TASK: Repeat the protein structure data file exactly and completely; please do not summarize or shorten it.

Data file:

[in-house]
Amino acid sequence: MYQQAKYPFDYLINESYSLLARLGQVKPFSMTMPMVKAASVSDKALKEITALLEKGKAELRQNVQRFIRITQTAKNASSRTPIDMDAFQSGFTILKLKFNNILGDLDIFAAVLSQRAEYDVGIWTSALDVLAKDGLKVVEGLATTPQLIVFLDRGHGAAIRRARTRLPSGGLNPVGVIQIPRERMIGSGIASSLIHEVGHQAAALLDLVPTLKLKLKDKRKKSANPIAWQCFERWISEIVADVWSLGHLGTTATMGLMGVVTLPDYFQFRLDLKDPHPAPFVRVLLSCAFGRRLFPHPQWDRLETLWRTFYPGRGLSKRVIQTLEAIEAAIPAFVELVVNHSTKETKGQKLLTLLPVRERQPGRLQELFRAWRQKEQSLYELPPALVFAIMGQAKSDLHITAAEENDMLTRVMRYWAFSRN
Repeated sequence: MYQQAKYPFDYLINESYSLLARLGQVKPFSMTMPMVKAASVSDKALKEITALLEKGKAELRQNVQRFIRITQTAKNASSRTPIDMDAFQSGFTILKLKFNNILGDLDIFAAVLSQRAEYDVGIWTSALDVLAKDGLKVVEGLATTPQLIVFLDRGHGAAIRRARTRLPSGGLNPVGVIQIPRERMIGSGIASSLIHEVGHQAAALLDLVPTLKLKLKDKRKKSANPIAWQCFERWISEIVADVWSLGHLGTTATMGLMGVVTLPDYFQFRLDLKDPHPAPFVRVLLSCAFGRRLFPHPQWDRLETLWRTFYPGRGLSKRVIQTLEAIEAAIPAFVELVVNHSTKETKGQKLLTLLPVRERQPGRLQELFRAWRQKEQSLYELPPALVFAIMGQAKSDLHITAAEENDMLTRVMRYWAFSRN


[in-house]
Amino acid sequence: MYQQAKYPFDYLINESYSLLARLGQVKPFSMTMPMVKAASVSDKALKEITALLEKGKAELRQNVQRFIRITQTAKNASSRTPIDMDAFQSGFTILKLKFNNILGDLDIFAAVLSQRAEYDVGIWTSALDVLAKDGLKVVEGLATTPQLIVFLDRGHGAAIRRARTRLPSGGLNPVGVIQIPRERMIGSGIASSLIHEVGHQAAALLDLVPTLKLKLKDKRKKSANPIAWQCFERWISEIVADVWSLGHLGTTATMGLMGVVTLPDYFQFRLDLKDPHPAPFVRVLLSCAFGRRLFPHPQWDRLETLWRTFYPGRGLSKRVIQTLEAIEAAIPAFVELVVNHSTKETKGQKLLTLLPVRERQPGRLQELFRAWRQKEQSLYELPPALVFAIMGQAKSDLHITAAEENDMLTRVMRYWAFSRN
Repeated sequence: MYQQAKYPFDYLINESYSLLARLGQVKPFSMTMPMVKAASVSDKALKEITALLEKGKAELRQNVQRFIRITQTAKNASSRTPIDMDAFQSGFTILKLKFNNILGDLDIFAAVLSQRAEYDVGIWTSALDVLAKDGLKVVEGLATTPQLIVFLDRGHGAAIRRARTRLPSGGLNPVGVIQIPRERMIGSGIASSLIHEVGHQAAALLDLVPTLKLKLKDKRKKSANPIAWQCFERWISEIVADVWSLGHLGTTATMGLMGVVTLPDYFQFRLDLKDPHPAPFVRVLLSCAFGRRLFPHPQWDRLETLWRTFYPGRGLSKRVIQTLEAIEAAIPAFVELVVNHSTKETKGQKLLTLLPVRERQPGRLQELFRAWRQKEQSLYELPPALVFAIMGQAKSDLHITAAEENDMLTRVMRYWAFSRN